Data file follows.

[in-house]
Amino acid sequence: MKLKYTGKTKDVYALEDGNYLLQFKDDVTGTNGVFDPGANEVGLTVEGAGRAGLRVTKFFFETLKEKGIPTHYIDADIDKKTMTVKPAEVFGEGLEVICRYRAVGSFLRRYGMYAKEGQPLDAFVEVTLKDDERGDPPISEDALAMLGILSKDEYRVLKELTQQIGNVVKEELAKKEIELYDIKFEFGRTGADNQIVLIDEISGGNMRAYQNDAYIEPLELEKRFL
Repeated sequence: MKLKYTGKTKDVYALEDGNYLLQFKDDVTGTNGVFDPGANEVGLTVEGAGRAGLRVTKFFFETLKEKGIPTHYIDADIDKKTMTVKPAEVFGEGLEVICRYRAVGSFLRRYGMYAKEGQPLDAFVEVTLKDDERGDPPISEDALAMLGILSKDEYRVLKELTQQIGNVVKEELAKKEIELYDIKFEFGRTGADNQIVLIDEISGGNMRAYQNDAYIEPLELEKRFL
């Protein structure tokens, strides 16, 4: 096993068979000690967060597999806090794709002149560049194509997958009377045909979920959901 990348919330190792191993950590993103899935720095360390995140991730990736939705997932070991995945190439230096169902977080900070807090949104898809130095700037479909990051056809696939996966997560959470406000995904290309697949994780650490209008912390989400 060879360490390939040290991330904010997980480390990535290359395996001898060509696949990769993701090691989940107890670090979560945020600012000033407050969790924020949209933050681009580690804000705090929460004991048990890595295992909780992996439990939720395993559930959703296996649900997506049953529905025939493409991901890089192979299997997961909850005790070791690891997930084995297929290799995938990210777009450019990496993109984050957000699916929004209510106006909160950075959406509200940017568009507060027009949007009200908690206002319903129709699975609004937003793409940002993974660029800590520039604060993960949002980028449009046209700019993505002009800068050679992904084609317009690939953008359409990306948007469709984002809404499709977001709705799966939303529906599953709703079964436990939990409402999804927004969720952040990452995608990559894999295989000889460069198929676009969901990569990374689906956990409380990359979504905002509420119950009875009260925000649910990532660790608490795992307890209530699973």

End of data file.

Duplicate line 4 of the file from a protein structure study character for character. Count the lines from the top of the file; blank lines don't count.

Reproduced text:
């Protein structure tokens, strides 16, 4: 096993068979000690967060597999806090794709002149560049194509997958009377045909979920959901 990348919330190792191993950590993103899935720095360390995140991730990736939705997932070991995945190439230096169902977080900070807090949104898809130095700037479909990051056809696939996966997560959470406000995904290309697949994780650490209008912390989400 060879360490390939040290991330904010997980480390990535290359395996001898060509696949990769993701090691989940107890670090979560945020600012000033407050969790924020949209933050681009580690804000705090929460004991048990890595295992909780992996439990939720395993559930959703296996649900997506049953529905025939493409991901890089192979299997997961909850005790070791690891997930084995297929290799995938990210777009450019990496993109984050957000699916929004209510106006909160950075959406509200940017568009507060027009949007009200908690206002319903129709699975609004937003793409940002993974660029800590520039604060993960949002980028449009046209700019993505002009800068050679992904084609317009690939953008359409990306948007469709984002809404499709977001709705799966939303529906599953709703079964436990939990409402999804927004969720952040990452995608990559894999295989000889460069198929676009969901990569990374689906956990409380990359979504905002509420119950009875009260925000649910990532660790608490795992307890209530699973």